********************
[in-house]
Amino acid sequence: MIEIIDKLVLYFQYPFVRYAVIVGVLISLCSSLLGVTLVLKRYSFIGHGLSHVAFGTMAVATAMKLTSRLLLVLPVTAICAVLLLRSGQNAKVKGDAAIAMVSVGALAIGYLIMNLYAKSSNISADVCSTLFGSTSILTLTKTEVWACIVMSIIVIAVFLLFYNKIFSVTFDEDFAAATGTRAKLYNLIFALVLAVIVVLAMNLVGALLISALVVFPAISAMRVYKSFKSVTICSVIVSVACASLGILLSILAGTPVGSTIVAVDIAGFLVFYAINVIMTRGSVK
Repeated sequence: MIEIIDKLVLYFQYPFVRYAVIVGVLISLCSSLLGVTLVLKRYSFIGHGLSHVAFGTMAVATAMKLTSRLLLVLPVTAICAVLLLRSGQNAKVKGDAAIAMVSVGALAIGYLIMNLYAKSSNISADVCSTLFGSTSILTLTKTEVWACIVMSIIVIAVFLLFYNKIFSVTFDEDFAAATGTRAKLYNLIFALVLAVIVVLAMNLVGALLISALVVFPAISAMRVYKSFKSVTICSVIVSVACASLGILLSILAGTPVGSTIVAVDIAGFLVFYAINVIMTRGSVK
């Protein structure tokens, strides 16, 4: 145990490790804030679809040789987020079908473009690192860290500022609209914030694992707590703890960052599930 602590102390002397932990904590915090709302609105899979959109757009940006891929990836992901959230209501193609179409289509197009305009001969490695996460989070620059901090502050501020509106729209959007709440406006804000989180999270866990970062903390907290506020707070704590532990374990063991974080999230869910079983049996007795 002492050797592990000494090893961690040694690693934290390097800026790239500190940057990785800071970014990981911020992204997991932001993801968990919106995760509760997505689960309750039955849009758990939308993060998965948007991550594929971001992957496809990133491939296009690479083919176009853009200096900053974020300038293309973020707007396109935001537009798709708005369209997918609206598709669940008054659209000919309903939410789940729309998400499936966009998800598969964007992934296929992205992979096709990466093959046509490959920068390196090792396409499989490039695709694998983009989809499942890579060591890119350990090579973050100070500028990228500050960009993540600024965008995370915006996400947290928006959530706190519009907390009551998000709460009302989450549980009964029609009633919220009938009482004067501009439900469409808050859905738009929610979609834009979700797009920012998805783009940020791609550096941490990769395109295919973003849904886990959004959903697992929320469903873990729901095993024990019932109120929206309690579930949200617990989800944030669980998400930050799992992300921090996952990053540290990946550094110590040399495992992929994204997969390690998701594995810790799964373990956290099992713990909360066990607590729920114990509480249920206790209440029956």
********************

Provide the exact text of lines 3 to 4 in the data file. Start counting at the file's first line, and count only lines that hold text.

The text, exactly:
Repeated sequence: MIEIIDKLVLYFQYPFVRYAVIVGVLISLCSSLLGVTLVLKRYSFIGHGLSHVAFGTMAVATAMKLTSRLLLVLPVTAICAVLLLRSGQNAKVKGDAAIAMVSVGALAIGYLIMNLYAKSSNISADVCSTLFGSTSILTLTKTEVWACIVMSIIVIAVFLLFYNKIFSVTFDEDFAAATGTRAKLYNLIFALVLAVIVVLAMNLVGALLISALVVFPAISAMRVYKSFKSVTICSVIVSVACASLGILLSILAGTPVGSTIVAVDIAGFLVFYAINVIMTRGSVK
């Protein structure tokens, strides 16, 4: 145990490790804030679809040789987020079908473009690192860290500022609209914030694992707590703890960052599930 602590102390002397932990904590915090709302609105899979959109757009940006891929990836992901959230209501193609179409289509197009305009001969490695996460989070620059901090502050501020509106729209959007709440406006804000989180999270866990970062903390907290506020707070704590532990374990063991974080999230869910079983049996007795 002492050797592990000494090893961690040694690693934290390097800026790239500190940057990785800071970014990981911020992204997991932001993801968990919106995760509760997505689960309750039955849009758990939308993060998965948007991550594929971001992957496809990133491939296009690479083919176009853009200096900053974020300038293309973020707007396109935001537009798709708005369209997918609206598709669940008054659209000919309903939410789940729309998400499936966009998800598969964007992934296929992205992979096709990466093959046509490959920068390196090792396409499989490039695709694998983009989809499942890579060591890119350990090579973050100070500028990228500050960009993540600024965008995370915006996400947290928006959530706190519009907390009551998000709460009302989450549980009964029609009633919220009938009482004067501009439900469409808050859905738009929610979609834009979700797009920012998805783009940020791609550096941490990769395109295919973003849904886990959004959903697992929320469903873990729901095993024990019932109120929206309690579930949200617990989800944030669980998400930050799992992300921090996952990053540290990946550094110590040399495992992929994204997969390690998701594995810790799964373990956290099992713990909360066990607590729920114990509480249920206790209440029956």